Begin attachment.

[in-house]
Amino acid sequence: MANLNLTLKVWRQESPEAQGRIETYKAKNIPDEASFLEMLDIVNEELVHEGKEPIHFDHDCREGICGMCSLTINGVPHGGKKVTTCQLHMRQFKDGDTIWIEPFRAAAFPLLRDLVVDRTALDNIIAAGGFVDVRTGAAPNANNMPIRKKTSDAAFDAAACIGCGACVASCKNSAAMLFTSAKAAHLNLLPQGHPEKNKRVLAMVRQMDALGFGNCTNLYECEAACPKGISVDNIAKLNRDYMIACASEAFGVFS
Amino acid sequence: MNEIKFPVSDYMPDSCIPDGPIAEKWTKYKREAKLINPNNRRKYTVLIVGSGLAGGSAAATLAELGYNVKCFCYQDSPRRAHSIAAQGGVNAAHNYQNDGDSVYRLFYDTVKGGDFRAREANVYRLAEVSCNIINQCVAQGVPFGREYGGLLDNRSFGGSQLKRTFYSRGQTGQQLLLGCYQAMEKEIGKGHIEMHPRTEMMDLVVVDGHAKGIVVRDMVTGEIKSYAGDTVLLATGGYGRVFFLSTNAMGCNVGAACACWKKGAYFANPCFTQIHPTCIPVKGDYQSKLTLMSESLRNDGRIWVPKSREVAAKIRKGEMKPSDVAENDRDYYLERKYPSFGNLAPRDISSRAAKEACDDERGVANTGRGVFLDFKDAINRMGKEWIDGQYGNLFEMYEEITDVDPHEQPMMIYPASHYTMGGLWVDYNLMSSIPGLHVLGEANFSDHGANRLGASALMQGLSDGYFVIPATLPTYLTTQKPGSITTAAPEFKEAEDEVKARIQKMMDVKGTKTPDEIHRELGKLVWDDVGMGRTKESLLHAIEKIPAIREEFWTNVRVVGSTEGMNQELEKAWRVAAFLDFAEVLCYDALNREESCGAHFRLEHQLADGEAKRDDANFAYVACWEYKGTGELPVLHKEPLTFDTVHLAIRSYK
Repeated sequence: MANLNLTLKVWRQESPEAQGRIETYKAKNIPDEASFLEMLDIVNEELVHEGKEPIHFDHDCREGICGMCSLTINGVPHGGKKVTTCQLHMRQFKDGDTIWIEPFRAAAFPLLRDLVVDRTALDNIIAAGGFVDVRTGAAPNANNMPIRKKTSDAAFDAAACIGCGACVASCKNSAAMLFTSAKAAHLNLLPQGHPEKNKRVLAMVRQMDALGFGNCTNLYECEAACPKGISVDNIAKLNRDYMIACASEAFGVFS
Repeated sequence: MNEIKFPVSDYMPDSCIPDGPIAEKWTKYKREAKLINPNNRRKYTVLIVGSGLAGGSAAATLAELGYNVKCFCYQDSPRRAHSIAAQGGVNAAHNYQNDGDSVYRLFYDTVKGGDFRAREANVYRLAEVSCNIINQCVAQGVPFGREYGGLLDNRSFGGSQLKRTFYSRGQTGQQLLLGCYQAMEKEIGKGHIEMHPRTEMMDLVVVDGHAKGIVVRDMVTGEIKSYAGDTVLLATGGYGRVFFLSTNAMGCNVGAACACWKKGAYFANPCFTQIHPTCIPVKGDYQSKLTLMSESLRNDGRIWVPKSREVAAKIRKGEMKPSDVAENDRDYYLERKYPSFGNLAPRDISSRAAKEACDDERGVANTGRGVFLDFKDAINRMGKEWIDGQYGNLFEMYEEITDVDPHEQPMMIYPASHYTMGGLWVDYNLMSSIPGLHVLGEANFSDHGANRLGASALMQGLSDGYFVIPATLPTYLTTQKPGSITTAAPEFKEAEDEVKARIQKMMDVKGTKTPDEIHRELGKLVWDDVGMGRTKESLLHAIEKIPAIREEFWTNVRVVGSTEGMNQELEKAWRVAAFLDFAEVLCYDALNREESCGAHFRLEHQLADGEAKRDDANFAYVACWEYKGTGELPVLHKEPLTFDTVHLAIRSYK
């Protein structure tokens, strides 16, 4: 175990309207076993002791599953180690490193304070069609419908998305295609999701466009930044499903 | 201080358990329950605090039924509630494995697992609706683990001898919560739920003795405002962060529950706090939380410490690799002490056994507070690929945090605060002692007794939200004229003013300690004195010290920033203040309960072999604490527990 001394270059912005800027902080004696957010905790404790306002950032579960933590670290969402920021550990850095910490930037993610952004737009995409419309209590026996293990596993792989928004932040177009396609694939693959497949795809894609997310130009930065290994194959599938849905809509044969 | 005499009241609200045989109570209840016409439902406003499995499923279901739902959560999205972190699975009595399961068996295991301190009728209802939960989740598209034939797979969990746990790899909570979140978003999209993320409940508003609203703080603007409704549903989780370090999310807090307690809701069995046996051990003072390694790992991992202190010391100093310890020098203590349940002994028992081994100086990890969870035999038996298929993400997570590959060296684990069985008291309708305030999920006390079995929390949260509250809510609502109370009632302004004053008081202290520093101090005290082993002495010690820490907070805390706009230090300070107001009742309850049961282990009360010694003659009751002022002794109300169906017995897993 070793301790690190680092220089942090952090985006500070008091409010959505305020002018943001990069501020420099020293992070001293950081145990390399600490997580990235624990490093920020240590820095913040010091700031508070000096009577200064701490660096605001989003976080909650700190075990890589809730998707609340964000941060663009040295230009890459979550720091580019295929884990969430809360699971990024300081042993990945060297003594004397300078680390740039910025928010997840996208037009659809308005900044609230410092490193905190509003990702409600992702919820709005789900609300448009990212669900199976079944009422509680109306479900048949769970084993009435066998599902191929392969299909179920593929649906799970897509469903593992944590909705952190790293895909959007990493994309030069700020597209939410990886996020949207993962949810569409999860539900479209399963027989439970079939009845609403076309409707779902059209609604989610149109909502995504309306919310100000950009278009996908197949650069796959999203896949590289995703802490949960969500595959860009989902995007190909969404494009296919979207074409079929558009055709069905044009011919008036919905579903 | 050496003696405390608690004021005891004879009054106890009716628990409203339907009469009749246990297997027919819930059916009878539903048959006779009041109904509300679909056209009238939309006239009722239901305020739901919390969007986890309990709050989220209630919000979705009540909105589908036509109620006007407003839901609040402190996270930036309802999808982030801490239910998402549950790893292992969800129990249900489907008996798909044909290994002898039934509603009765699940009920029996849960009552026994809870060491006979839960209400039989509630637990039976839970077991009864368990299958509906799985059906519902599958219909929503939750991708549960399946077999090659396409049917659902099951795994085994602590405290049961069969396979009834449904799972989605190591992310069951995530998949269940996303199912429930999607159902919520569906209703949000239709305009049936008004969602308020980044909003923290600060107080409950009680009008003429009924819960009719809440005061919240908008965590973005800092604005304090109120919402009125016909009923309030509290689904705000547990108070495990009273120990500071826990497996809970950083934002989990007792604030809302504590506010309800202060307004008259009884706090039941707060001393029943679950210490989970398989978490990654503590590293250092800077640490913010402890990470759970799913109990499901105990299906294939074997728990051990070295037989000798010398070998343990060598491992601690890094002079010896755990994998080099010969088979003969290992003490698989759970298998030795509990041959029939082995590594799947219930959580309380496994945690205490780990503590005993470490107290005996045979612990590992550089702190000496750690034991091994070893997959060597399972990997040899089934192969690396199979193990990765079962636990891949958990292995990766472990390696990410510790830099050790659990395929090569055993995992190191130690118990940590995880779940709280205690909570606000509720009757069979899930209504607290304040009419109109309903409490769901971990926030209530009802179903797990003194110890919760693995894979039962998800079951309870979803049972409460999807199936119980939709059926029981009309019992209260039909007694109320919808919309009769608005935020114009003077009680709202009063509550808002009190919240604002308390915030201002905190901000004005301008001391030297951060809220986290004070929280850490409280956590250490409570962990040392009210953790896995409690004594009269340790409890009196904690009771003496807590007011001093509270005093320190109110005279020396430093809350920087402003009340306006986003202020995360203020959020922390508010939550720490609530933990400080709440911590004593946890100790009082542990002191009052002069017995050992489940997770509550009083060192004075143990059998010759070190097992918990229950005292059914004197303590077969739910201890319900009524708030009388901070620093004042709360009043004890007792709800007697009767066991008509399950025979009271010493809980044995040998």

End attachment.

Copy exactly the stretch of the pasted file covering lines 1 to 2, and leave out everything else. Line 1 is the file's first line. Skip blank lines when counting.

[in-house]
Amino acid sequence: MANLNLTLKVWRQESPEAQGRIETYKAKNIPDEASFLEMLDIVNEELVHEGKEPIHFDHDCREGICGMCSLTINGVPHGGKKVTTCQLHMRQFKDGDTIWIEPFRAAAFPLLRDLVVDRTALDNIIAAGGFVDVRTGAAPNANNMPIRKKTSDAAFDAAACIGCGACVASCKNSAAMLFTSAKAAHLNLLPQGHPEKNKRVLAMVRQMDALGFGNCTNLYECEAACPKGISVDNIAKLNRDYMIACASEAFGVFS